Reciprocal Paths of Influence (Libidinal Coexcitation)

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The expression reciprocal paths of influence refers to routes that lead from a nonsexual function to a sexual function, but that can be traversed in both directions.

In Three Essays on the Theory of Sexuality (1905d) Sigmund Freud added to the somatic sources of sexual excitation (erotogenic zones) other sources that are unlimited in number, since they involve any internal process that has surpassed a certain quantitative threshold.

Two aspects of this notion of reciprocal paths of influence must be distinguished.

  • First, the anaclitic relationship of the sexual function to a given physiological function sexualizes the latter (Laplanche, 1976). Thus the lips or the tongue intervene in the act of taking nourishment, but also in the pleasure that is taken in this act (or repudiated, as in anorexia), and that which can be found outside of the vital function. This aspect makes it possible to understand the alteration of physiological functions (somatization) that in and of themselves do not have a sexual character, but have taken it on secondarily and can thus undergo the process of repression.
  • Second, a nonsexual activity such as intellectual effort, for example, can, if a sufficient amount of concentration accompanies it, create a related sexual excitation. This case does not, therefore, involve an anaclitic dependence on a bodily function, but rather an indirect source of sexual excitation that is in fact linked to the degree of cathexis at stake. In Three Essays on the Theory of Sexuality, Freud concluded that "it may well be that nothing of considerable importance can occur in the organism without contributing some component to the excitation of the sexual instinct" (pp. 204-205).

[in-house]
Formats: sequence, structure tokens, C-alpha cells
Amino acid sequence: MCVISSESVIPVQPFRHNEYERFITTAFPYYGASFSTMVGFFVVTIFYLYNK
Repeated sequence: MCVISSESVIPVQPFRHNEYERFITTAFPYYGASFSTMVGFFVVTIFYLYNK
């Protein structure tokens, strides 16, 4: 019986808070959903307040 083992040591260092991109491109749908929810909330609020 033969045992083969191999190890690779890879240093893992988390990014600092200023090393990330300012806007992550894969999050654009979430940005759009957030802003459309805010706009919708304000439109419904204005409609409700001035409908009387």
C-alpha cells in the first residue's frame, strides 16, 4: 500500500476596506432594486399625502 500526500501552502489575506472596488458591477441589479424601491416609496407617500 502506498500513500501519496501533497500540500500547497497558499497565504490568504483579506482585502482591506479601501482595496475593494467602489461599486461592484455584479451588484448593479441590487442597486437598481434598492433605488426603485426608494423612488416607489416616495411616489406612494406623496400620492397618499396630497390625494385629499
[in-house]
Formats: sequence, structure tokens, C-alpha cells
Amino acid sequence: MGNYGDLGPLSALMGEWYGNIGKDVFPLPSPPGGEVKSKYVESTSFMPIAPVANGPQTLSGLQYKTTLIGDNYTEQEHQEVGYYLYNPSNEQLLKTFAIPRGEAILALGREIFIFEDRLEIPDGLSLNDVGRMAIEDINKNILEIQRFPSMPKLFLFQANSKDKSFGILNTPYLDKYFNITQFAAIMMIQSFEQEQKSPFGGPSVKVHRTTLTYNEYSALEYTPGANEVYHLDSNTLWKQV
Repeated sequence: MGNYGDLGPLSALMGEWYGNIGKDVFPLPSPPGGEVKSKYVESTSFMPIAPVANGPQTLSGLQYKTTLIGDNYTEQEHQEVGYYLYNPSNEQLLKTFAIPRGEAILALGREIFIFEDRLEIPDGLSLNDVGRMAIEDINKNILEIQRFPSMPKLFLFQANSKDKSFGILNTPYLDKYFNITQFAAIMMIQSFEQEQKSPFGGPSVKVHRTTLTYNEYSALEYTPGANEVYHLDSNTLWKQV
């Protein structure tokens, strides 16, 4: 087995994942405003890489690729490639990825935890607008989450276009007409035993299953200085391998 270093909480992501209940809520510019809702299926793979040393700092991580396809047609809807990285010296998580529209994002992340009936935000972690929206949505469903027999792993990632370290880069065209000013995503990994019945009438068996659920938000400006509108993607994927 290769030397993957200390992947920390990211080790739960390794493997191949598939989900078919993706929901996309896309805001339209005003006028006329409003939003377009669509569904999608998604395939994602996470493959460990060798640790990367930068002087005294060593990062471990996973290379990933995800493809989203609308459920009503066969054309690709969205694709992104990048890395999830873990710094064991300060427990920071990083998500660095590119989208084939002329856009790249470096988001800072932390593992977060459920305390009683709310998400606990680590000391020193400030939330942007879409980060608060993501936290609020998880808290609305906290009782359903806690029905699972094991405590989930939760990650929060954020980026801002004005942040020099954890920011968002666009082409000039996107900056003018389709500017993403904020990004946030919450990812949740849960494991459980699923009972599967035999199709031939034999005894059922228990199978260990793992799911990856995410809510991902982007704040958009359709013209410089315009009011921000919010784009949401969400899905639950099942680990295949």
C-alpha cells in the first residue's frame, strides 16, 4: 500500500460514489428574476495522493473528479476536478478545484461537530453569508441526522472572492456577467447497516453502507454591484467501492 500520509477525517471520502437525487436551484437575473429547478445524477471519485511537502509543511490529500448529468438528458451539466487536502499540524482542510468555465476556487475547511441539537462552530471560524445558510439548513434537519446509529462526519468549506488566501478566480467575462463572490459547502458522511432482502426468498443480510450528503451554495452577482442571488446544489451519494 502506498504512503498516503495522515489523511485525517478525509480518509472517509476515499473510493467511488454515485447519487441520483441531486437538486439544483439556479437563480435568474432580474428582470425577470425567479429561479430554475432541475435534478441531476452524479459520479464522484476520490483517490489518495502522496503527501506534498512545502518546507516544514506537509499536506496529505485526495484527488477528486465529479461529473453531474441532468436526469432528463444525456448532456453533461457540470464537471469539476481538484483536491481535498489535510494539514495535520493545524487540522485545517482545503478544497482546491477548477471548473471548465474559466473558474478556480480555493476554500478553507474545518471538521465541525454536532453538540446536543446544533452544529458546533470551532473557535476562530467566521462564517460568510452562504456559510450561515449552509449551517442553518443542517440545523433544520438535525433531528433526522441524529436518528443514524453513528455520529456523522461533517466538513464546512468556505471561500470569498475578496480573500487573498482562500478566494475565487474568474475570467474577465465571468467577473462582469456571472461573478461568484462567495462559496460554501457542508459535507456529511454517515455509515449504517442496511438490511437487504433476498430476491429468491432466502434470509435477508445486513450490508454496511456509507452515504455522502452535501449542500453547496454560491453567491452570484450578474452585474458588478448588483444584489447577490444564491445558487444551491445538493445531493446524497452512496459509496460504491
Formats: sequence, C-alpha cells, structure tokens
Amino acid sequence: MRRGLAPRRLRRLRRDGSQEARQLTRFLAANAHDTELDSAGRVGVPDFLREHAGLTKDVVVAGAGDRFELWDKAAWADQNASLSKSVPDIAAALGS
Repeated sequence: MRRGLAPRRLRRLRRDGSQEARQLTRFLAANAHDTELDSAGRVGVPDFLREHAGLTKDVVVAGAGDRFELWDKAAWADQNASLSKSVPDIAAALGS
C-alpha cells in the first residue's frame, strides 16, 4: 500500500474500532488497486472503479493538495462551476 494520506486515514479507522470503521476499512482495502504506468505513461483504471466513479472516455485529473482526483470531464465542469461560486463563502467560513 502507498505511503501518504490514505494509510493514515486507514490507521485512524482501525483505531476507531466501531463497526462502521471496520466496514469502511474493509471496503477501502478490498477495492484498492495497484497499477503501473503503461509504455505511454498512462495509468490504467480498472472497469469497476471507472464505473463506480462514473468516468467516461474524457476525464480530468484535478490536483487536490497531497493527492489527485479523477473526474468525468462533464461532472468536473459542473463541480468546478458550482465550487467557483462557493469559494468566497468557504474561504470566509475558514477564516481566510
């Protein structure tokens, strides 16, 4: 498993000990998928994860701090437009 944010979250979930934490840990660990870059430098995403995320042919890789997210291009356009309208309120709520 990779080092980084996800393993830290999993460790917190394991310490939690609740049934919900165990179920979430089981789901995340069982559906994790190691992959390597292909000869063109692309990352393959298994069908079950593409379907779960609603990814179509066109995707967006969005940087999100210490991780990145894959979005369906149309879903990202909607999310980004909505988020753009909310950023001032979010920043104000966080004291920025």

This hypothesis is extremely important because it makes it possible simultaneously to account for sublimation (attraction of the sexual toward the nonsexual) and symptom formation (attraction of the nonsexual toward the sexual). In fact, it considerably broadens the notion of sexuality to encompass the notion of "pleasure in thinking," a very different perspective from the one that equates thinking with labor.

Sophie de Mijolla-Mellor

See also: Erotogenic masochism; Fusion/defusion of instincts; Intellectualization; Masochism; Pleasure in thinking; Thought.


Freud, Sigmund. (1905d). Three essays on the theory of Sexuality. SE, 7: 123-243.

Laplanche, Jean. (1976). Life and death in psychoanalysis. Baltimore, MD: Johns Hopkins University Press.

Mijolla-Mellor, Sophie de. (1992). Le Plaisir de pensée. Paris: Presses Universitaires de France.